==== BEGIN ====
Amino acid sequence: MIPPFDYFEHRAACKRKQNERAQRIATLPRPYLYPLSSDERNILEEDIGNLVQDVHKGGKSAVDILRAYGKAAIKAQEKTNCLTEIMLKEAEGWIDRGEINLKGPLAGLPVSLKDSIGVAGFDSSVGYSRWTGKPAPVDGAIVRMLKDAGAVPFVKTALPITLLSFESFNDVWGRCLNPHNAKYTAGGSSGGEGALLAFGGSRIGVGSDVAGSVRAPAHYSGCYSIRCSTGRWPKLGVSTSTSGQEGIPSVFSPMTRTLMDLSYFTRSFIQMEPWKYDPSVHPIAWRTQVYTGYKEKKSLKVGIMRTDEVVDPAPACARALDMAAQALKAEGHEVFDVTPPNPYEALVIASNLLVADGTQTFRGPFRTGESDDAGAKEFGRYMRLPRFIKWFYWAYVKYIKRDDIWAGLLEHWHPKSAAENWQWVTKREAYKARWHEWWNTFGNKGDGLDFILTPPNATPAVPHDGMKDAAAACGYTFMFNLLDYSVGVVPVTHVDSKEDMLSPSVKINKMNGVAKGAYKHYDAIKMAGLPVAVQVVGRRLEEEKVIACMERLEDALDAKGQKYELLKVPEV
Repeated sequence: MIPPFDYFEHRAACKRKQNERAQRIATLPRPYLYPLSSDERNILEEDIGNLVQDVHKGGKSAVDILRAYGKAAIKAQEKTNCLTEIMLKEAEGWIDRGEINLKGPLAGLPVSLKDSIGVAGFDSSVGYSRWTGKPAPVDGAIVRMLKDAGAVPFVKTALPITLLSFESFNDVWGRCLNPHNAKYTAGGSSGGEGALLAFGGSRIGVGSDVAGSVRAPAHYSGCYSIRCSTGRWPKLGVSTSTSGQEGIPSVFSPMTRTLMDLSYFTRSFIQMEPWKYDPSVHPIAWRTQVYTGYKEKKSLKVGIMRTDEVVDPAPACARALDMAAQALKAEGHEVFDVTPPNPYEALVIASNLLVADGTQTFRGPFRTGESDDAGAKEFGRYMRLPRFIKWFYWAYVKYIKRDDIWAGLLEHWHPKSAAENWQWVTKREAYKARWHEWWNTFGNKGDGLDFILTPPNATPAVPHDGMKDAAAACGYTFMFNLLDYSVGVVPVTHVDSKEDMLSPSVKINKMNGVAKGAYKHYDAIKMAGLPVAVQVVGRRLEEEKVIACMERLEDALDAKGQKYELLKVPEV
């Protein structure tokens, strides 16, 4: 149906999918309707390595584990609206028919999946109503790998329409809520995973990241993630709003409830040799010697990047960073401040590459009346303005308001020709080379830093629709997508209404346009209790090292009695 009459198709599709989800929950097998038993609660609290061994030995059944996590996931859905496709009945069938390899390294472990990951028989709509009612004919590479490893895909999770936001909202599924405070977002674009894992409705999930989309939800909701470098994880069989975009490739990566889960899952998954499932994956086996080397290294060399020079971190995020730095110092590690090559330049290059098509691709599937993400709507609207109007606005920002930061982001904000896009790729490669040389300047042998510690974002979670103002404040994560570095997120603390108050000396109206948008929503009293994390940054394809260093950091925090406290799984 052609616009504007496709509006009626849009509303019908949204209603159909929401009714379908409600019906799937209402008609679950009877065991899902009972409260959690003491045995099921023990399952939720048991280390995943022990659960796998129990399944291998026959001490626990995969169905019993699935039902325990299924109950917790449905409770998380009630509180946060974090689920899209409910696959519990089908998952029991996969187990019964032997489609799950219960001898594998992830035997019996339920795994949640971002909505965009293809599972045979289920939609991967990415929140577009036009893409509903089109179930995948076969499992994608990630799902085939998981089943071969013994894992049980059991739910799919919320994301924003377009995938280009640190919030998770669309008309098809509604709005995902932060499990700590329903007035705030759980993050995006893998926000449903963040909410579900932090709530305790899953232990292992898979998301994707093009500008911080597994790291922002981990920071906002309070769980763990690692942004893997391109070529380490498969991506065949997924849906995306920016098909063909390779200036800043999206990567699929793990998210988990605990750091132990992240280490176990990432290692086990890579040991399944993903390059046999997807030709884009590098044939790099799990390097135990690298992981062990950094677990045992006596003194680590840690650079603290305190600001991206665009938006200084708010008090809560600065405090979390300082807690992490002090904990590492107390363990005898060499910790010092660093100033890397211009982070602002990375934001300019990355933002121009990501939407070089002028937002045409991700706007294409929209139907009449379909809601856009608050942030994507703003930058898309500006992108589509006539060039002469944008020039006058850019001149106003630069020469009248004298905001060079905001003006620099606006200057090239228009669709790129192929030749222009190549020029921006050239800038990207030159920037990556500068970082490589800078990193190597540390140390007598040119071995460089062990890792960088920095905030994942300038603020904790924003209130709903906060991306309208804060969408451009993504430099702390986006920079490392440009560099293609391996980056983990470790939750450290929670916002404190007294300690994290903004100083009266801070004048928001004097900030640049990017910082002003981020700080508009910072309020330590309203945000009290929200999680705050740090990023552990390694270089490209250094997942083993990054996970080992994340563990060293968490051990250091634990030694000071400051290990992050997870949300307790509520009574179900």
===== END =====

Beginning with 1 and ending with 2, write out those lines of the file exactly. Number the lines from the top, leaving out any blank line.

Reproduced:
Amino acid sequence: MIPPFDYFEHRAACKRKQNERAQRIATLPRPYLYPLSSDERNILEEDIGNLVQDVHKGGKSAVDILRAYGKAAIKAQEKTNCLTEIMLKEAEGWIDRGEINLKGPLAGLPVSLKDSIGVAGFDSSVGYSRWTGKPAPVDGAIVRMLKDAGAVPFVKTALPITLLSFESFNDVWGRCLNPHNAKYTAGGSSGGEGALLAFGGSRIGVGSDVAGSVRAPAHYSGCYSIRCSTGRWPKLGVSTSTSGQEGIPSVFSPMTRTLMDLSYFTRSFIQMEPWKYDPSVHPIAWRTQVYTGYKEKKSLKVGIMRTDEVVDPAPACARALDMAAQALKAEGHEVFDVTPPNPYEALVIASNLLVADGTQTFRGPFRTGESDDAGAKEFGRYMRLPRFIKWFYWAYVKYIKRDDIWAGLLEHWHPKSAAENWQWVTKREAYKARWHEWWNTFGNKGDGLDFILTPPNATPAVPHDGMKDAAAACGYTFMFNLLDYSVGVVPVTHVDSKEDMLSPSVKINKMNGVAKGAYKHYDAIKMAGLPVAVQVVGRRLEEEKVIACMERLEDALDAKGQKYELLKVPEV
Repeated sequence: MIPPFDYFEHRAACKRKQNERAQRIATLPRPYLYPLSSDERNILEEDIGNLVQDVHKGGKSAVDILRAYGKAAIKAQEKTNCLTEIMLKEAEGWIDRGEINLKGPLAGLPVSLKDSIGVAGFDSSVGYSRWTGKPAPVDGAIVRMLKDAGAVPFVKTALPITLLSFESFNDVWGRCLNPHNAKYTAGGSSGGEGALLAFGGSRIGVGSDVAGSVRAPAHYSGCYSIRCSTGRWPKLGVSTSTSGQEGIPSVFSPMTRTLMDLSYFTRSFIQMEPWKYDPSVHPIAWRTQVYTGYKEKKSLKVGIMRTDEVVDPAPACARALDMAAQALKAEGHEVFDVTPPNPYEALVIASNLLVADGTQTFRGPFRTGESDDAGAKEFGRYMRLPRFIKWFYWAYVKYIKRDDIWAGLLEHWHPKSAAENWQWVTKREAYKARWHEWWNTFGNKGDGLDFILTPPNATPAVPHDGMKDAAAACGYTFMFNLLDYSVGVVPVTHVDSKEDMLSPSVKINKMNGVAKGAYKHYDAIKMAGLPVAVQVVGRRLEEEKVIACMERLEDALDAKGQKYELLKVPEV